For years, research into Amyotrophic Lateral Sclerosis (ALS) — the progressive neurodegenerative disease — has focused on the death of motor neurons in the spinal cord, which was believed to be the driving mechanism in ALS pathology. The death of motor neurons in the brain’s cortex, called upper motor neurons, was understood to be secondary to spinal neuron degeneration, and less-frequently studied by ALS investigators.
In a new review published in Nature Reviews Neurology, however, Hande Ozdinler, PhD, assistant professor of Neurology, outlines how recent discoveries support a different understanding of the mechanisms underlying ALS: that the loss of upper motor neurons in the cortex is critical for disease pathology, and may be essential to developing better diagnostic tools and treatments for ALS.
The review was co-authored with scientists at the University of Sydney.
“This review shows that cortical dysfunction has now been proven to be a very early event in ALS — perhaps even before spinal motor neuron death,” Ozdinler said. “This is view-changing.”
ALS is a fatal degenerative disease of upper and lower motor neurons. As motor neurons break down, patients experience progressive difficulty speaking, swallowing and breathing, and eventually paralysis. The average survival after diagnosis is two to five years, and there is no cure.
“In the past, all preclinical studies only investigated spinal motor neuron survival, because it was thought that if we could improve the health of the spinal motor neurons, we could cure ALS,” Ozdinler said. “But then, more than 30 clinical trials failed. And none of those trials had ever questioned whether their compounds might be good for upper motor neurons as well.”
The current review not only summarizes the growing evidence that upper motor neuron degeneration is an early feature of ALS, but also demonstrates that cortical hyperexcitability is an important diagnostic biomarker.
“Before patients even start to show symptoms of ALS, you can detect that there’s something wrong in the cortex,” Ozdinler said. ALS is currently difficult to diagnose, and a new approach to identifying the disease earlier could lead to faster administration of therapies, as well as increased recruitment into clinical trials.
Ozdinler’s lab — one of three research laboratories supported by the Les Turner ALS Research and Patient Center at Northwestern Medicine — is dedicated to the investigation of upper motor neurons. In 2013, her lab developed the first tool for visualizing the cells with a green fluorescent protein, and has since published numerous papers elucidating the mechanisms behind upper motor neuron degeneration.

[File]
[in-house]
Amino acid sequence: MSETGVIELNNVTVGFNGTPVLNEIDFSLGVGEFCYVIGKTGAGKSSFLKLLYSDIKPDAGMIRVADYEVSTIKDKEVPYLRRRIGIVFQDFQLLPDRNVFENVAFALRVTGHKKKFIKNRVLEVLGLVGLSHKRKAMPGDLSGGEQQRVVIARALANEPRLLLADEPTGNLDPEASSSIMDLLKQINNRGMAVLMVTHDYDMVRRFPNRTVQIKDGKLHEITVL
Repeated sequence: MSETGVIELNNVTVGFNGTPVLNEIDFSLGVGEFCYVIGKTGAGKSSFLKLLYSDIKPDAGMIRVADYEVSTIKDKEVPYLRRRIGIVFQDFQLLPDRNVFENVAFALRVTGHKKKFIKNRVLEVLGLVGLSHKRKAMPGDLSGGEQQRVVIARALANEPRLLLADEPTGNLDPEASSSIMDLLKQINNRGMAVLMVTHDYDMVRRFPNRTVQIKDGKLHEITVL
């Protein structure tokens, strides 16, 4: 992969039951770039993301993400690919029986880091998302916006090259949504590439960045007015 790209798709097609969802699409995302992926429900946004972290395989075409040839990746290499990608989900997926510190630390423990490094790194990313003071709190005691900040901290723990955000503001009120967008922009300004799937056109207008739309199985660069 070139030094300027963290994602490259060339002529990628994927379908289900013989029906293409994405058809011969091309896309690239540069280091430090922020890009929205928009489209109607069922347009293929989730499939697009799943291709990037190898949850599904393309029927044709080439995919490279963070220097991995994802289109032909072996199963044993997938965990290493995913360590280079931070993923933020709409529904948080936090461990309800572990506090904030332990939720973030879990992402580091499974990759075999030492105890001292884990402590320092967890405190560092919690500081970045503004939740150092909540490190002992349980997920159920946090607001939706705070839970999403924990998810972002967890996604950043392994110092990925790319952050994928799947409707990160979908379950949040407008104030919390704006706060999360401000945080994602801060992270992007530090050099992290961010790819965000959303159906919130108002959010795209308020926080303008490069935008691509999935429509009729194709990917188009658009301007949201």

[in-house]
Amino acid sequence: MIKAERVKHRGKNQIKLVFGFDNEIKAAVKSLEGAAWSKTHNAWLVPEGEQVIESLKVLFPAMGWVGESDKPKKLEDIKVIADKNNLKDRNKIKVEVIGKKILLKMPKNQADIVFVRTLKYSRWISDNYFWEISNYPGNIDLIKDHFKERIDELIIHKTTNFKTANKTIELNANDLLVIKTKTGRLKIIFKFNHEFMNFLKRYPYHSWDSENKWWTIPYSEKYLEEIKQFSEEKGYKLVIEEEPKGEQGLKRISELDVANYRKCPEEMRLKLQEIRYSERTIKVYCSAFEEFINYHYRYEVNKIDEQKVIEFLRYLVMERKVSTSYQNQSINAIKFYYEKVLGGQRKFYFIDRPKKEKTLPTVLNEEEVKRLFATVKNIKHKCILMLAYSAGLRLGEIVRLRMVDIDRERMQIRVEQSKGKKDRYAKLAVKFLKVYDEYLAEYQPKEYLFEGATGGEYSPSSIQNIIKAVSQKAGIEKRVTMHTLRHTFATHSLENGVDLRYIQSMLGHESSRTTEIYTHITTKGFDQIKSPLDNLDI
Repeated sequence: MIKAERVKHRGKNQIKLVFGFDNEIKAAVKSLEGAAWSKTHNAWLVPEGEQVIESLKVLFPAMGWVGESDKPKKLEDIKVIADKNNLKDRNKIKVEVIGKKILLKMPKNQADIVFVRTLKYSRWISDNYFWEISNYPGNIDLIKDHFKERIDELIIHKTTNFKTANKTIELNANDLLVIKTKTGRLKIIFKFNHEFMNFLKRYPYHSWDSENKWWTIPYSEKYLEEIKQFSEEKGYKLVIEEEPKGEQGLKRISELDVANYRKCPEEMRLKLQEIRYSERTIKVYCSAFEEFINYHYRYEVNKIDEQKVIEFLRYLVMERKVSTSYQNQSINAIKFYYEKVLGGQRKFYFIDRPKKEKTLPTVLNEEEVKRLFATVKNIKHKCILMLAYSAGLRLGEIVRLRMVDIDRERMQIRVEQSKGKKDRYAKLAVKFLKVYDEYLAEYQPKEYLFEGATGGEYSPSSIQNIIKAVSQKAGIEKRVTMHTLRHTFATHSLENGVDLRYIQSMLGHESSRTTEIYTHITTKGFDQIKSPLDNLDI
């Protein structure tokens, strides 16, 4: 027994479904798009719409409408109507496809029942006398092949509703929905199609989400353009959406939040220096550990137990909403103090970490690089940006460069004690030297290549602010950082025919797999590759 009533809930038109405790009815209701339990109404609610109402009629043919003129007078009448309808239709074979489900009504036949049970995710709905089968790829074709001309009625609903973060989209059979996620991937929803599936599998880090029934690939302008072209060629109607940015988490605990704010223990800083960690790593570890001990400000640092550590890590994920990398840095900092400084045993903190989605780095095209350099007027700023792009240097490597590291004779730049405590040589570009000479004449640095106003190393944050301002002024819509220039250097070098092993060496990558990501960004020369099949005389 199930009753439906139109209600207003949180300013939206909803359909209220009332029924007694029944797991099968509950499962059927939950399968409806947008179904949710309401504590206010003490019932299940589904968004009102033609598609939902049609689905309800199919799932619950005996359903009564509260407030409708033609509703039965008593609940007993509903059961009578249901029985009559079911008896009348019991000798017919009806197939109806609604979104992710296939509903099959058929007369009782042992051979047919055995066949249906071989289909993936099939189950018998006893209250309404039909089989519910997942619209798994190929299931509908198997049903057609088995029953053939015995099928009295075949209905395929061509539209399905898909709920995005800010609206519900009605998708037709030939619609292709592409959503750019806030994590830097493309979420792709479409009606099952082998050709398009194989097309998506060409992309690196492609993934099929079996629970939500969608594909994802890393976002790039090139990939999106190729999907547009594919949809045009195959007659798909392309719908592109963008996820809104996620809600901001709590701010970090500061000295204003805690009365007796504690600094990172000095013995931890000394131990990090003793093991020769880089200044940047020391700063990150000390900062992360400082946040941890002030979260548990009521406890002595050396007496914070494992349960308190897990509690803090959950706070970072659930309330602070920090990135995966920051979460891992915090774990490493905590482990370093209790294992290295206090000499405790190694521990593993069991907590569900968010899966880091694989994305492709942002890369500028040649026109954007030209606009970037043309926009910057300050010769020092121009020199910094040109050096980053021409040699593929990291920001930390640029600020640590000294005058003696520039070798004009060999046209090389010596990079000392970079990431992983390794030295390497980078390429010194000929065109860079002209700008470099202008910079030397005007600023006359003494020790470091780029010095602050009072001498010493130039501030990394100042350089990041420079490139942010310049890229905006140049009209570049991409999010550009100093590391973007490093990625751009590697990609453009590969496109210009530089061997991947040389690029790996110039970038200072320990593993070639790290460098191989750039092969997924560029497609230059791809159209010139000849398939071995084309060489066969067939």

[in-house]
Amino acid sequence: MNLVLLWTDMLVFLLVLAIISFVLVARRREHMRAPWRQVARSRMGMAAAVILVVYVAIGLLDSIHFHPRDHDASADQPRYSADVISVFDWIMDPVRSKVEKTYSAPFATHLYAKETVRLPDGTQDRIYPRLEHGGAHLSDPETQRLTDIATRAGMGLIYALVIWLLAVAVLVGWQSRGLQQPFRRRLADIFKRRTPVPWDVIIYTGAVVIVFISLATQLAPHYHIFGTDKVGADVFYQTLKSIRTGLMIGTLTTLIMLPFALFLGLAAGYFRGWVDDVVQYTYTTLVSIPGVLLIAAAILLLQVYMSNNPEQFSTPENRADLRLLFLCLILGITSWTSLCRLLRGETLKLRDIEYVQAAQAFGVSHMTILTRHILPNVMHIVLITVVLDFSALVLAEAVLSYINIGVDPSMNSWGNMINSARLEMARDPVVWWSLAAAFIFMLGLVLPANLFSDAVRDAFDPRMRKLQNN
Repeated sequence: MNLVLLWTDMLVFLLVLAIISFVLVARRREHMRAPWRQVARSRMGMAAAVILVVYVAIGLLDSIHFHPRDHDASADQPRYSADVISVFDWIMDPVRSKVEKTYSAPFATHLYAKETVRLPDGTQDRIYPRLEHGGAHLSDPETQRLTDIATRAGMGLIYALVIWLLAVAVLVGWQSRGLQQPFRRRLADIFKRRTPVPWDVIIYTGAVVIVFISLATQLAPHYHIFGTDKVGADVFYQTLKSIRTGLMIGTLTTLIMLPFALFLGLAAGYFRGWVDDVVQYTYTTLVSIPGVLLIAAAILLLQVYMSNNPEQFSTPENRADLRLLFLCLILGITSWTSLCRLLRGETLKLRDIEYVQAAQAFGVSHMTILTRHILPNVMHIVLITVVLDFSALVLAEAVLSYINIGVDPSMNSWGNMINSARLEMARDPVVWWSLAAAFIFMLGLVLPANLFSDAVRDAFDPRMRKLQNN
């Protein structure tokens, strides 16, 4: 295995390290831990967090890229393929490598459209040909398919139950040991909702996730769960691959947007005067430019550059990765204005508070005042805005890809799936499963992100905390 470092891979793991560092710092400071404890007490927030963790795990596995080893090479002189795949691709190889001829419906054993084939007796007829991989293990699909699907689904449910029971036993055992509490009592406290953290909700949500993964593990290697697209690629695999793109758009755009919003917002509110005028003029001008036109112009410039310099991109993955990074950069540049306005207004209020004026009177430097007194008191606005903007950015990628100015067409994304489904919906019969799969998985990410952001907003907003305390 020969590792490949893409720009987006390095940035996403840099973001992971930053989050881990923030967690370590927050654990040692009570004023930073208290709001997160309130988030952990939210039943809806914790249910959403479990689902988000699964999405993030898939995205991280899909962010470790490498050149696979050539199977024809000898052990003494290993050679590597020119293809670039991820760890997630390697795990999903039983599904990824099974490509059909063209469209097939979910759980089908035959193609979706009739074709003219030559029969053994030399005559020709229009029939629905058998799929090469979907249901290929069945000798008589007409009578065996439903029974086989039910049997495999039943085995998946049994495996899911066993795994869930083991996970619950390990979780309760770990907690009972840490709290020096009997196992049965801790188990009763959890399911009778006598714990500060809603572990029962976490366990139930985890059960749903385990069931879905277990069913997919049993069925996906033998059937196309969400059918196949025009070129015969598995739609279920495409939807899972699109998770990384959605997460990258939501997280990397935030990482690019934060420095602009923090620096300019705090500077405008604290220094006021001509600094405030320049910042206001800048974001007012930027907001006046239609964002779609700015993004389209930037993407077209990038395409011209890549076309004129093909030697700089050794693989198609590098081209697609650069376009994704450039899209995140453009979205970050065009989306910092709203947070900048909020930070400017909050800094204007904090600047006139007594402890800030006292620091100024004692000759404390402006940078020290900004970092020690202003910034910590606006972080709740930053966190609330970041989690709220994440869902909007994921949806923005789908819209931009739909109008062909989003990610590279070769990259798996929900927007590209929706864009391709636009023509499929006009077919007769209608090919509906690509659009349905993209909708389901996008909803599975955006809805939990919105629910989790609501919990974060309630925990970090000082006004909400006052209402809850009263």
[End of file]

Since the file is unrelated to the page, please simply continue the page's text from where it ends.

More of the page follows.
This month, Ozdinler is also the principal investigator on a study published in Scientific Reports, a Nature journal, which provides further supporting evidence to the review’s thesis. The study showed, for the first time, that the degeneration of upper motor neurons in patients with ALS occurs in apical dendrites of Betz cells, important sites of neuronal connectivity.
“So now, since we know that ALS also begins in the cortex, we can try to improve these cortical neurons and their connectivity,” Ozdinler said. “I believe the more we focus our attention on the cortical neurons, the closer we will get to effective treatments for ALS.”
Ozdinler is also a member of the Robert H. Lurie Comprehensive Cancer Center of Northwestern University and the Cognitive Neurology and Alzheimer’s Disease Center.
The Scientific Reports study was co-authored by Marsel Mesulam, MD, Ruth Dunbar Davee Professor of Neuroscience, Changiz Geula, PhD, research professor of Cognitive Neurology and Alzheimer’s Disease Center, Eileen Bigio, MD, professor of Pathology, Baris Genc, PhD, a postdoctoral fellow in Ozdinler’s lab, Javier Jara, PhD, research assistant professor of Neurology, Amiko Lagrimas, a post-bachelor’s degree fellow in Ozdinler’s lab, and scientists at the University of Chicago.
The research was supported by the Les Turner ALS Foundation, the Wenske Foundation, National Institutes of Health grant R01NS085161-01 and National Institute on Aging grant P30 AG13854.